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Author's Note: Although years of research accompanied the writing of this play, there is little known about the last few hours that Lorca spent with Galadí, Mergar and Cabezas—the other three who were executed along with him. Some of it was contradictory, (e.g.) in one text Galindo is reported to be a Nationalist (one of the forces that united with Franco) yet another source described him as an ardent Republican. There are many gaps in Lorca's biographies because of letters, plays, poems, and manuscripts either lost or purposely destroyed, partly due to his family's wish to downplay Lorca's homosexuality and his own reluctance to publish his work because Lorca felt they were meant to be heard and not read.
Writing a play based on a true historical incident always taxes the writer, since the demands of dramatic action, conflict, form are impatient with a pure chronicling of events. Facts such as Valdes's characteristic command for execution was "Give them coffee—plenty of it," the napkin given to Lorca by Jose Primo de Rivera, the founder of the Falangist Party, the time Rafael spent the night with a girl are all true. However, Francisco Galadí's hidden sexuality in this drama may raise the hackles of his friends and family.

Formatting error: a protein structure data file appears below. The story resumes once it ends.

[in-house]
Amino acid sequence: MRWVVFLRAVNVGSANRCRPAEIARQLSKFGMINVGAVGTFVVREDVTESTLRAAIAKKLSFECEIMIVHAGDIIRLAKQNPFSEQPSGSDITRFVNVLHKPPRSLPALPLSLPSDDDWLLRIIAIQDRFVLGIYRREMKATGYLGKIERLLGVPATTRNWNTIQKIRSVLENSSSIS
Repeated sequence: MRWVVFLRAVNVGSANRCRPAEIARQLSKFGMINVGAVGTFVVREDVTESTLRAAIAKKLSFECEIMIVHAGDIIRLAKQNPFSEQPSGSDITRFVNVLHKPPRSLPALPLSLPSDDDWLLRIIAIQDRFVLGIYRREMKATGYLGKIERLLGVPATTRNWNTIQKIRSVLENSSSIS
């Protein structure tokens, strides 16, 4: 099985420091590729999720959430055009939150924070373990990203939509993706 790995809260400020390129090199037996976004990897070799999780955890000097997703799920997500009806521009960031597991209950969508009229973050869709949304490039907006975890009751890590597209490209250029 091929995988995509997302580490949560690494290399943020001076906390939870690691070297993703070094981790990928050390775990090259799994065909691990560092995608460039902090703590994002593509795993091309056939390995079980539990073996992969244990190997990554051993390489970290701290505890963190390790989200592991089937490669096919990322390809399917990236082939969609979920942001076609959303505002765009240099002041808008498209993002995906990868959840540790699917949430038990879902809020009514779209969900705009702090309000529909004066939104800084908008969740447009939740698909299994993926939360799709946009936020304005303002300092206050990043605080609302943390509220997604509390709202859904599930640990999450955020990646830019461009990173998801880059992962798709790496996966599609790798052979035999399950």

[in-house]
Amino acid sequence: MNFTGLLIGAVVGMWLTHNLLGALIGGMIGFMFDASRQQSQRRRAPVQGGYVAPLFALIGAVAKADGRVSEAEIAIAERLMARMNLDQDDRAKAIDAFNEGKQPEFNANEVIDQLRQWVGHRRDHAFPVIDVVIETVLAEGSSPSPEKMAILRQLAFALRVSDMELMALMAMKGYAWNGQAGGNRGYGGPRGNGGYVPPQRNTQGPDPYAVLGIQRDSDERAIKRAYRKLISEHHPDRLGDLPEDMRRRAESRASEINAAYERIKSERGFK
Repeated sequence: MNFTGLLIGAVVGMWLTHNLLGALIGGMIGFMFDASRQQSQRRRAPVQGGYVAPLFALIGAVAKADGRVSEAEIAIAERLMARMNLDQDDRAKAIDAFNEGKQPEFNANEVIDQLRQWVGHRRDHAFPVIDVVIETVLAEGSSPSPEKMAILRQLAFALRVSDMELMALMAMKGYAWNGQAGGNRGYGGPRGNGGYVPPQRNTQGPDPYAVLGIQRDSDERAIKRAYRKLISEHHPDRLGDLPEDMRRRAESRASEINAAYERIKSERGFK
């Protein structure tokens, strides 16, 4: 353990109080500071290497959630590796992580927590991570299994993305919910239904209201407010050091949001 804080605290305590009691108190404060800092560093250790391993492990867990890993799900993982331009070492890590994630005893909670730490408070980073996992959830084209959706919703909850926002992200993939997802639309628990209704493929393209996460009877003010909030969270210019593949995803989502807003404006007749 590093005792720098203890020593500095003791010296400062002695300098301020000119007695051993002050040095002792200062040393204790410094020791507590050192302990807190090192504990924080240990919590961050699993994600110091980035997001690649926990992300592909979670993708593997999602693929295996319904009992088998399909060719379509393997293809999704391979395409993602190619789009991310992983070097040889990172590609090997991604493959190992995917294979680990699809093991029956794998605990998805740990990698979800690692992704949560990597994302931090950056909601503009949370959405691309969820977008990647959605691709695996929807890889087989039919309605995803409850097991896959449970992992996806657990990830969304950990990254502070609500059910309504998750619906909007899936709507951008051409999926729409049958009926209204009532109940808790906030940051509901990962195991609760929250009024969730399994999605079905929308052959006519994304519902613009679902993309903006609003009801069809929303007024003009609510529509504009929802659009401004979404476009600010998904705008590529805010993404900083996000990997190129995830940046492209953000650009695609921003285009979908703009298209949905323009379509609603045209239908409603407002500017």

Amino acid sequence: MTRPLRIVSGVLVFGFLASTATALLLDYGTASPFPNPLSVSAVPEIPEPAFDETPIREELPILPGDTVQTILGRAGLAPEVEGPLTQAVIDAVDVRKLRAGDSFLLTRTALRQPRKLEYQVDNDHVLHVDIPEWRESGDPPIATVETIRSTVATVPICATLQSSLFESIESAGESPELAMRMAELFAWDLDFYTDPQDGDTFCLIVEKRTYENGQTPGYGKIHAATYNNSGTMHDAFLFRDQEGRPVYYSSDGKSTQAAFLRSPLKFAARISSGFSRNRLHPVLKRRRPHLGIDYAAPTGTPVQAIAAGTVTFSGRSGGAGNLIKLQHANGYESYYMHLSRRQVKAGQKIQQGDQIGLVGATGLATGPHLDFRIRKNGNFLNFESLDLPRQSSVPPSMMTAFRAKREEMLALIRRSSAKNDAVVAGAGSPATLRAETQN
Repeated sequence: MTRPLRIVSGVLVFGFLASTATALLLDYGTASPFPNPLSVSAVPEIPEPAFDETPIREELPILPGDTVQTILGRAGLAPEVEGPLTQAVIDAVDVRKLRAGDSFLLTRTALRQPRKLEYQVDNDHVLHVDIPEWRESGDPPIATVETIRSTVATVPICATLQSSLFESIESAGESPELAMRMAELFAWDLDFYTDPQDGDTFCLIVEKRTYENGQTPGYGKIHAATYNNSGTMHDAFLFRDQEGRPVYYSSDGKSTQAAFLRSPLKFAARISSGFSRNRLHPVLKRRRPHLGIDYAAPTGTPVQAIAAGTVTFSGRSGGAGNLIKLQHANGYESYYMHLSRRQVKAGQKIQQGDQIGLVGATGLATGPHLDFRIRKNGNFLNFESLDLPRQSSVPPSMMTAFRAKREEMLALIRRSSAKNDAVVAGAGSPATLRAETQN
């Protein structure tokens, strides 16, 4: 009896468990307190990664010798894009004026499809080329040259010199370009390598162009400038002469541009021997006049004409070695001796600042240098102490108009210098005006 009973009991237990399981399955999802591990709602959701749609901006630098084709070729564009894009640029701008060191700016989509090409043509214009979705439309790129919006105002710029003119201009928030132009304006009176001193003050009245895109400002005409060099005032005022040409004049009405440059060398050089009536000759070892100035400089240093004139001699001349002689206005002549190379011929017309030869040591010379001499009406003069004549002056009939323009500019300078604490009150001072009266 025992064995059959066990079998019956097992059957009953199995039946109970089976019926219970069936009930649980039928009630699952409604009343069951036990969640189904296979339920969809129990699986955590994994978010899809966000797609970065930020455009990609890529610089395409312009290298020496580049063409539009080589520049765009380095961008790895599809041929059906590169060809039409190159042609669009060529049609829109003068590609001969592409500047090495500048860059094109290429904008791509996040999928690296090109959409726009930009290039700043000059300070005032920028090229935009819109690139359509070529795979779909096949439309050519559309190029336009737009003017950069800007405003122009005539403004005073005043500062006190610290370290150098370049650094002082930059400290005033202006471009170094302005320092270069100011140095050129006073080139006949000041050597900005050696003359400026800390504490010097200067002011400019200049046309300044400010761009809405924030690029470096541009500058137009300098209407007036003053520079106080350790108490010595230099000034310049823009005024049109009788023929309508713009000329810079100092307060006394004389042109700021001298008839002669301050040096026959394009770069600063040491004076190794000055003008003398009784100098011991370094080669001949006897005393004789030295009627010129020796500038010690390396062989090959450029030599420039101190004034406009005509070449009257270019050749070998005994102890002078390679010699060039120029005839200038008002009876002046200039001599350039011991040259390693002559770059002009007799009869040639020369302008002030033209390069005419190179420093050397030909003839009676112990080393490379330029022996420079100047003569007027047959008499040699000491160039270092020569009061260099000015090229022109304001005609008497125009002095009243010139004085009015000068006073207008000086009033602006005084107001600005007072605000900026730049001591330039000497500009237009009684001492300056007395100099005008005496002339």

Lorca himself guided me in writing this play through the example of writing of his own play, Mariana Pineda. Like Lorca, I have used as many facts as possible, as well as the complex and contradictory nature of Lorca in order to not set the hero apart from the man.
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